Elmstein Castle Ruins

Elmstein, Germany

Elmstein Castle was built in the 12th century as a Palatine castle in order to guard the route through the valley. The feoffees held the title of Schenk, a German aristocratic title that originally meant cup bearer. The castle occupied by the Electorate of the Palatinate. Between 1220 and 1230, the lower curtain wall was built. Emperor Louis IV of Bavaria ceded the castle to his cousin, the Count Palatine. From 1419 to 1437, the castle was occupied by Count John V of Sponheim. In 1466, the castle was enfeoffed by Frederick I the Elector, to Erhard of Remchingen. In 1513, in the course of changes of ownership, Henry of Pagk was given the castle as a fief. During the German Peasants' War in 1525 the castle was damaged. Count Palatine John Casimir inherited the castle in 1576. The castle was also damaged during the Thirty Years' War in 1648. In 1689, during the War of the Palatine Succession, the castle fell into a permanent state of disrepair. Since then, the castle has been in private ownership.

The remains of the parts of the original curtain walls, the palas and the shield wall are still able to be seen today.



Your name


Founded: 12th century
Category: Ruins in Germany
Historical period: Hohenstaufen Dynasty (Germany)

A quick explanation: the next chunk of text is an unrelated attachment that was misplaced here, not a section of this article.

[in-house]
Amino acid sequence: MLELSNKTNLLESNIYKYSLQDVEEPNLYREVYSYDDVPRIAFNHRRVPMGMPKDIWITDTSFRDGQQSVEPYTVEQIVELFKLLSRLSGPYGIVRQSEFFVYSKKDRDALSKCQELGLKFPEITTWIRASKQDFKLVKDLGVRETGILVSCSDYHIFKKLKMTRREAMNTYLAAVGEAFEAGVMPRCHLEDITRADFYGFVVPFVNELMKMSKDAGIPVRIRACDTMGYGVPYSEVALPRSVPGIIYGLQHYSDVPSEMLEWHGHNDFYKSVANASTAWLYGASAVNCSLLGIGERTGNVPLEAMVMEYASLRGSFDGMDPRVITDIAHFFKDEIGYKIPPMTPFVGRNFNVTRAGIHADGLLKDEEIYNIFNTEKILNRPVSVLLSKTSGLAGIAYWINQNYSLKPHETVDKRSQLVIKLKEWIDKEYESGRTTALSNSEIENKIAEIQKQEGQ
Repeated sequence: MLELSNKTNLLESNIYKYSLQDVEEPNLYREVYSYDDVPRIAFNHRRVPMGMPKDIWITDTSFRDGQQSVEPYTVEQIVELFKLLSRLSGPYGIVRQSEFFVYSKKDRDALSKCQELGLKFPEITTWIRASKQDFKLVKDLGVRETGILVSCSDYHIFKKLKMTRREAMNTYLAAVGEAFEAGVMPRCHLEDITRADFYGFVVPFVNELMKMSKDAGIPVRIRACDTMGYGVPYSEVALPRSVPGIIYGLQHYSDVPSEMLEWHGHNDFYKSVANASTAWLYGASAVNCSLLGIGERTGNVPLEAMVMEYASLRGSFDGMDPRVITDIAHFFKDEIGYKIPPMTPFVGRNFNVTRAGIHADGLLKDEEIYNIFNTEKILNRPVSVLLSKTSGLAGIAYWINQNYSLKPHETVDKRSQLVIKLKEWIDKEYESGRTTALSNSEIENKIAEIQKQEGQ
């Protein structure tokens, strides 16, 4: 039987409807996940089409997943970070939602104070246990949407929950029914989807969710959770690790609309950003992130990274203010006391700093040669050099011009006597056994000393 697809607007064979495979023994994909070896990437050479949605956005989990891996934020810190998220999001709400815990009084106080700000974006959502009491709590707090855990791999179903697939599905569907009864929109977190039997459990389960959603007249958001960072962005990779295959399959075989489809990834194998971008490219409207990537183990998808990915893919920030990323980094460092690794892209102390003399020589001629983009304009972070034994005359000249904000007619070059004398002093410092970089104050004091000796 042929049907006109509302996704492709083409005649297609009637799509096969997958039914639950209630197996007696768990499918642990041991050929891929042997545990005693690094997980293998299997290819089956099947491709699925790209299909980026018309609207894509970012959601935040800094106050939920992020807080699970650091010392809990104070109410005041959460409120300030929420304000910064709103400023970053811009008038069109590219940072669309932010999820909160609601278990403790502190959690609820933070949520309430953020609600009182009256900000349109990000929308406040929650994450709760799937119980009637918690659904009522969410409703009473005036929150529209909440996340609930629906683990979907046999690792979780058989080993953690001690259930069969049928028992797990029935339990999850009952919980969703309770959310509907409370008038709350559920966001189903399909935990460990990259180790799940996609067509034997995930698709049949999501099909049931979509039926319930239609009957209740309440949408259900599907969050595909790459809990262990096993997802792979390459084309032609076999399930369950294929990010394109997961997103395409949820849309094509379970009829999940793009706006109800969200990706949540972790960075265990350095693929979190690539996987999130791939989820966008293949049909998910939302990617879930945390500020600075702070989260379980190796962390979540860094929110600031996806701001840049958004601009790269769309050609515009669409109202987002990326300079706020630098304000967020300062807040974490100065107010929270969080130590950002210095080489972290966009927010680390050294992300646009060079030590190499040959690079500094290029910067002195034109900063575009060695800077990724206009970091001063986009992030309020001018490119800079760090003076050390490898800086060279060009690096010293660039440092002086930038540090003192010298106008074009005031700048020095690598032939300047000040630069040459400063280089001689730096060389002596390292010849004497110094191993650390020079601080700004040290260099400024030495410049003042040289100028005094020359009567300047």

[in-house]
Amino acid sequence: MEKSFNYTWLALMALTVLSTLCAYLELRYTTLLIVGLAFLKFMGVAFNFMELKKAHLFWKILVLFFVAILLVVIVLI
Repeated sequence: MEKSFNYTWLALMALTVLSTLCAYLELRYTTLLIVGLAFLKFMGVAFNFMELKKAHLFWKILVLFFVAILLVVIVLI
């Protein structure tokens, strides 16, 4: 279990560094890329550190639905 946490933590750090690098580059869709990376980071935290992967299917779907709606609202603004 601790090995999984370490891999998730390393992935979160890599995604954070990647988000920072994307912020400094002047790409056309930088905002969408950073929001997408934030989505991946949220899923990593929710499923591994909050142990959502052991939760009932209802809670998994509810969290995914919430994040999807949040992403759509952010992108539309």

More Information


User Reviews

Powered by Google

Featured Historic Landmarks, Sites & Buildings

Historic Site of the week

Caerleon Roman Amphitheatre

Built around AD 90 to entertain the legionaries stationed at the fort of Caerleon (Isca), the impressive amphitheatre was the Roman equivalent of today’s multiplex cinema. Wooden benches provided seating for up to 6,000 spectators, who would gather to watch bloodthirsty displays featuring gladiatorial combat and exotic wild animals.

Long after the Romans left, the amphitheatre took on a new life in Arthurian legend. Geoffrey of Monmouth, the somewhat imaginative 12th-century scholar, wrote in his History of the Kings of Britain that Arthur was crowned in Caerleon and that the ruined amphitheatre was actually the remains of King Arthur’s Round Table.

Today it is the most complete Roman amphitheatre in Britain.